Local

Current Projects: New England

The Benefits and Challenges of Urban and Periurban Agroecology in Vermont and Cuba

Initiated in 2016 with interests in Vermont and Cuba, this participatory action research (PAR) project is partnering with Vermont organizations conducting agriculture in the urban or peri-urban fringe of Burlington, Vermont. These include Intervale Center, New Farms for New Americans, UVM Catamount Farm, and Vermont Community Garden Network. A seed grant from the Gund Institute for Ecological Economics is allowing us to undertake learning exchanges with urban and peri-urban agroecology counterparts in Havana, Cuba. Broadly, it focuses on conducting a transdisciplinary agroecological analysis on the opportunities, challenges and resilience of urban and peri-urban agriculture for farmers, the organizations that support them and the cities where they are located.

Leek Moth Monitoring and IPM Program

Vermont Entomology and Participatory Action Research Team (VEPART) – Vic Izzo and Scott Lewins

Leek moth (LM), Acrolepiopsis assectella, is a relatively new invasive pest currently expanding its range through Vermont. Endemic to Europe, invasive moth populations within North America can inflict significant damage to a diversity of allium crops including onions, leeks and garlic. Currently our research group, in collaboration with NY Cornell Cooperative Extension, is conducting a statewide monitoring program for this pest and testing different varieties of onions and exclusion treatments (i.e row covers) to protect onions from leek moth. We are also assessing the efficacy of entomopathogenic nematodes as a foliar biopesticide spray. This project is funded in part by The Vermont Agency of Agriculture and The Onion River Coop.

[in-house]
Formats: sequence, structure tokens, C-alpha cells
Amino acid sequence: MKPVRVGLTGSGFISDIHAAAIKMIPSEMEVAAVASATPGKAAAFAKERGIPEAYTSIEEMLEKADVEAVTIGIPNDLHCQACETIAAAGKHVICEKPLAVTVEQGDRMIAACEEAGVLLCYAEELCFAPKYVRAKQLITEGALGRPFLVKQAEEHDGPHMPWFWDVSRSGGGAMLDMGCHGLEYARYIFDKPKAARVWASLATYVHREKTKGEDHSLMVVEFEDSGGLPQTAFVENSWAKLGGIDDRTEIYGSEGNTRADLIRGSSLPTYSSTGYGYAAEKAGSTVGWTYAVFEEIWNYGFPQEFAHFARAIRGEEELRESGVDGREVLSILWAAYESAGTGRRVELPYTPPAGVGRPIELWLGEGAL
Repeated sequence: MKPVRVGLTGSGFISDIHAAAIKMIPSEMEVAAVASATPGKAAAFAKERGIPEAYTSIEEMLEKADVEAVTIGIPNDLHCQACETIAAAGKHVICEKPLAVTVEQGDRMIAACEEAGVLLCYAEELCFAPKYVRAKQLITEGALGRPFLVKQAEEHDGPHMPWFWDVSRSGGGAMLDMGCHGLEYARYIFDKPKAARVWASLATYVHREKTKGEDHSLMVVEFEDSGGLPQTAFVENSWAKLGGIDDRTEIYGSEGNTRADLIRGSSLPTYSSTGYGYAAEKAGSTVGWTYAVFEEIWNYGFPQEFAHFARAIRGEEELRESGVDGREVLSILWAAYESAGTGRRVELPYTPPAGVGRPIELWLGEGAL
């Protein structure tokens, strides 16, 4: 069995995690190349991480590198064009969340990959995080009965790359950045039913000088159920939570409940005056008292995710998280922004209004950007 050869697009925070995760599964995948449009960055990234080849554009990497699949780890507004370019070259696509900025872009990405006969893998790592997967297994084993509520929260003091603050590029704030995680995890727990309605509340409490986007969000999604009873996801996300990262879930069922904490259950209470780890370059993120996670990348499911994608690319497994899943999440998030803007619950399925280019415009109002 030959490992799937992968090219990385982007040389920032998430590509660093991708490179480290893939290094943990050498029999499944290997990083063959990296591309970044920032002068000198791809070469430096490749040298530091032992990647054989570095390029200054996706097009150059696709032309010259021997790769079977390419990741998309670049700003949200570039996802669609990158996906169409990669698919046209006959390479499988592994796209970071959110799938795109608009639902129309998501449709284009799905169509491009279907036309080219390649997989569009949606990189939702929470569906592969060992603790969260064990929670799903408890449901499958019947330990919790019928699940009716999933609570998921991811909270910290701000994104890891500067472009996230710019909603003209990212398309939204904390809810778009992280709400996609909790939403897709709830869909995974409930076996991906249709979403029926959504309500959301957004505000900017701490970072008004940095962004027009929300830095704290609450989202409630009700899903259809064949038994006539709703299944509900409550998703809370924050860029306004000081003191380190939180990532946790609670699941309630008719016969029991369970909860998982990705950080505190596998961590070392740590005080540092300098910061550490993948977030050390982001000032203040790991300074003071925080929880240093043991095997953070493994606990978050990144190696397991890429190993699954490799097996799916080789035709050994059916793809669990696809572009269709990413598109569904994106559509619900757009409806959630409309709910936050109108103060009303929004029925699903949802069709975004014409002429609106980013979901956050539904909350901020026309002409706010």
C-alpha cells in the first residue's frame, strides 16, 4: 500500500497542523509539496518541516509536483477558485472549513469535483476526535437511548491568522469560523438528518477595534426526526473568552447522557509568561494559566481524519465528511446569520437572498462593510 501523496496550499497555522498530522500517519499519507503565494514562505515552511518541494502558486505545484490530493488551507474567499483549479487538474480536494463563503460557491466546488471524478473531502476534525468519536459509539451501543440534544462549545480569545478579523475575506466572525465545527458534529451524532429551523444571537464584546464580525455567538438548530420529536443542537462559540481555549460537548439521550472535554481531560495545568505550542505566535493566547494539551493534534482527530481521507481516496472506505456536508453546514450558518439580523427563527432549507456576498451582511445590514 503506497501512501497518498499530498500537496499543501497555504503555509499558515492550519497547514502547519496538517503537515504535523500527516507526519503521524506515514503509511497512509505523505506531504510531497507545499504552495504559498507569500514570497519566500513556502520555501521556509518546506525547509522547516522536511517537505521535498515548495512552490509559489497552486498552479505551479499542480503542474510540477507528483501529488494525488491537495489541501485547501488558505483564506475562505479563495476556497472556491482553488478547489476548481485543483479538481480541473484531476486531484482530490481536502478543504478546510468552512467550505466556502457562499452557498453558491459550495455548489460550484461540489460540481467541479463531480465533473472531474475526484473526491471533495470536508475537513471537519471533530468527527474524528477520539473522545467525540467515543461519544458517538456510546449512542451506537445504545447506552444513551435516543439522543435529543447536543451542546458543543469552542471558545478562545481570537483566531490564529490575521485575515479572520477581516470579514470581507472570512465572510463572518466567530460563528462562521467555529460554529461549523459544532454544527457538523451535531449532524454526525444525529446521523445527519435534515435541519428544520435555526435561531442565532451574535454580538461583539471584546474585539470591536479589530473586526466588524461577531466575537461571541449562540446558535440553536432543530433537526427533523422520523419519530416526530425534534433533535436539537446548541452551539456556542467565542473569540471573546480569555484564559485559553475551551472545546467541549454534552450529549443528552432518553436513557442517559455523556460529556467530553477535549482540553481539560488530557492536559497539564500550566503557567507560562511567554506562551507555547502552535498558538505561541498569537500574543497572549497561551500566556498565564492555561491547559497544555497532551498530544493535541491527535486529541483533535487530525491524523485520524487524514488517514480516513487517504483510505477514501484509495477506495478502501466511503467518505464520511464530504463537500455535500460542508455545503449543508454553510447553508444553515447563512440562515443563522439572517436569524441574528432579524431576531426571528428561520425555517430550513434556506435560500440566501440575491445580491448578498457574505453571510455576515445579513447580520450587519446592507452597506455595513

Entomopathogenic Nematodes for Pest Control in Northeastern Soils.

VEPART – Vic Izzo and Scott Lewins

In collaboration with the Shields Lab at Cornell University, our team is conducting a  project to determine the utility of entomopathogenic nematodes (EPNs) as biocontrol agents for insect pests. As part of this study we are currently working with diversified farms in Vermont in pest systems identified through our PAR process.

Vermont Agricultural Resilience in a Changing Climate

The Vermont Agricultural Resilience in a Changing Climate Initiative (VAR) is a collaborative research initiative which aims to help farmers in Vermont adapt to climate change and values stakeholder voices in directing the research goals. A key part of the initiative’s approach is incorporating stakeholder input to ensure the research is relevant and responsive.  Participatory action research (PAR) is framework for doing research with academic and non-academic partners which explicitly places value on the input and reflections of each partner to inform an iterative process of discovery and change.  This process emphasizes that the results of research be valuable and applicable to the community.

The General Objectives of the VAR Initiative were:

  1. To identify existing farming practices that contribute to climate change mitigation and/or adaptation;
  2. To assess farmers’ interest in pursuing farm management strategies under different climate change and policy scenarios;
  3. To improve existing on-farm practices through agroecology, outreach and policy innovations; and
  4. To provide decision support for policy makers and farmers through extension and outreach programs, print and online resources.